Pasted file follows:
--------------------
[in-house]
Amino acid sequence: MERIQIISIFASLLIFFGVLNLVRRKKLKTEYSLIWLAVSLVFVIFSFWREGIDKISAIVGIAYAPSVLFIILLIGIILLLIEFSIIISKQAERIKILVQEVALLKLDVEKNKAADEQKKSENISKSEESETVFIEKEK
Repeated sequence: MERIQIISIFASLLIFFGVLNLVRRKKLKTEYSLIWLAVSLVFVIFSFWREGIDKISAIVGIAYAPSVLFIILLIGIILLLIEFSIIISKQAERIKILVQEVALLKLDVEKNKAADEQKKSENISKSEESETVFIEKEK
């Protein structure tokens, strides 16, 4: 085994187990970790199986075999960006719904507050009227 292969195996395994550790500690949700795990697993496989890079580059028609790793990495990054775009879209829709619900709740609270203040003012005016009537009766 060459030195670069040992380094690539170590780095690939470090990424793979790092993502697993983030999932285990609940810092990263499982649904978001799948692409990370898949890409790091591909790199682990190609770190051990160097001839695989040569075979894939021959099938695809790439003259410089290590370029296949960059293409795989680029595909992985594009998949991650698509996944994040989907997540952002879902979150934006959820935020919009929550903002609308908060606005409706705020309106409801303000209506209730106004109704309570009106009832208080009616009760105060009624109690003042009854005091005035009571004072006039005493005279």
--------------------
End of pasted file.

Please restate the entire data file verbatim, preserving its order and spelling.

[in-house]
Amino acid sequence: MERIQIISIFASLLIFFGVLNLVRRKKLKTEYSLIWLAVSLVFVIFSFWREGIDKISAIVGIAYAPSVLFIILLIGIILLLIEFSIIISKQAERIKILVQEVALLKLDVEKNKAADEQKKSENISKSEESETVFIEKEK
Repeated sequence: MERIQIISIFASLLIFFGVLNLVRRKKLKTEYSLIWLAVSLVFVIFSFWREGIDKISAIVGIAYAPSVLFIILLIGIILLLIEFSIIISKQAERIKILVQEVALLKLDVEKNKAADEQKKSENISKSEESETVFIEKEK
């Protein structure tokens, strides 16, 4: 085994187990970790199986075999960006719904507050009227 292969195996395994550790500690949700795990697993496989890079580059028609790793990495990054775009879209829709619900709740609270203040003012005016009537009766 060459030195670069040992380094690539170590780095690939470090990424793979790092993502697993983030999932285990609940810092990263499982649904978001799948692409990370898949890409790091591909790199682990190609770190051990160097001839695989040569075979894939021959099938695809790439003259410089290590370029296949960059293409795989680029595909992985594009998949991650698509996944994040989907997540952002879902979150934006959820935020919009929550903002609308908060606005409706705020309106409801303000209506209730106004109704309570009106009832208080009616009760105060009624109690003042009854005091005035009571004072006039005493005279």